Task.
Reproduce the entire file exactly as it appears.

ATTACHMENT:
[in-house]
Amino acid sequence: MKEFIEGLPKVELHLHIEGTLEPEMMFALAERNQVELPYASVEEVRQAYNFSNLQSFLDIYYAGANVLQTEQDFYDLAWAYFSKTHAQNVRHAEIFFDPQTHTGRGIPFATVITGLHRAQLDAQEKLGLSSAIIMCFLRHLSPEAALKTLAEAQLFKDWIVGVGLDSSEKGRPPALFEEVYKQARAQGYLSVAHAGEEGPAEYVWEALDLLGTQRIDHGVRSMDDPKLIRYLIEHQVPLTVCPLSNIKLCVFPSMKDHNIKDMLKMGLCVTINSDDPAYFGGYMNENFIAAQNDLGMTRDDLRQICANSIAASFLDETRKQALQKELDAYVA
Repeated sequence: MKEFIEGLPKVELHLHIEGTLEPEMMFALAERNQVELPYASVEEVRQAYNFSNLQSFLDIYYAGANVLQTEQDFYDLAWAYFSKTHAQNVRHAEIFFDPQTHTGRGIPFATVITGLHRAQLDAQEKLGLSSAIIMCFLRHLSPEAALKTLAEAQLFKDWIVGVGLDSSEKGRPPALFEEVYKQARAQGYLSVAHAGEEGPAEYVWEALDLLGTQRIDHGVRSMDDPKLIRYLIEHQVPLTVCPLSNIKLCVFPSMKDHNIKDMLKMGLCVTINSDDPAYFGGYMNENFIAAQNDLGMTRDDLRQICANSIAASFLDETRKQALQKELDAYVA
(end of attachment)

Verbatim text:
[in-house]
Amino acid sequence: MKEFIEGLPKVELHLHIEGTLEPEMMFALAERNQVELPYASVEEVRQAYNFSNLQSFLDIYYAGANVLQTEQDFYDLAWAYFSKTHAQNVRHAEIFFDPQTHTGRGIPFATVITGLHRAQLDAQEKLGLSSAIIMCFLRHLSPEAALKTLAEAQLFKDWIVGVGLDSSEKGRPPALFEEVYKQARAQGYLSVAHAGEEGPAEYVWEALDLLGTQRIDHGVRSMDDPKLIRYLIEHQVPLTVCPLSNIKLCVFPSMKDHNIKDMLKMGLCVTINSDDPAYFGGYMNENFIAAQNDLGMTRDDLRQICANSIAASFLDETRKQALQKELDAYVA
Repeated sequence: MKEFIEGLPKVELHLHIEGTLEPEMMFALAERNQVELPYASVEEVRQAYNFSNLQSFLDIYYAGANVLQTEQDFYDLAWAYFSKTHAQNVRHAEIFFDPQTHTGRGIPFATVITGLHRAQLDAQEKLGLSSAIIMCFLRHLSPEAALKTLAEAQLFKDWIVGVGLDSSEKGRPPALFEEVYKQARAQGYLSVAHAGEEGPAEYVWEALDLLGTQRIDHGVRSMDDPKLIRYLIEHQVPLTVCPLSNIKLCVFPSMKDHNIKDMLKMGLCVTINSDDPAYFGGYMNENFIAAQNDLGMTRDDLRQICANSIAASFLDETRKQALQKELDAYVA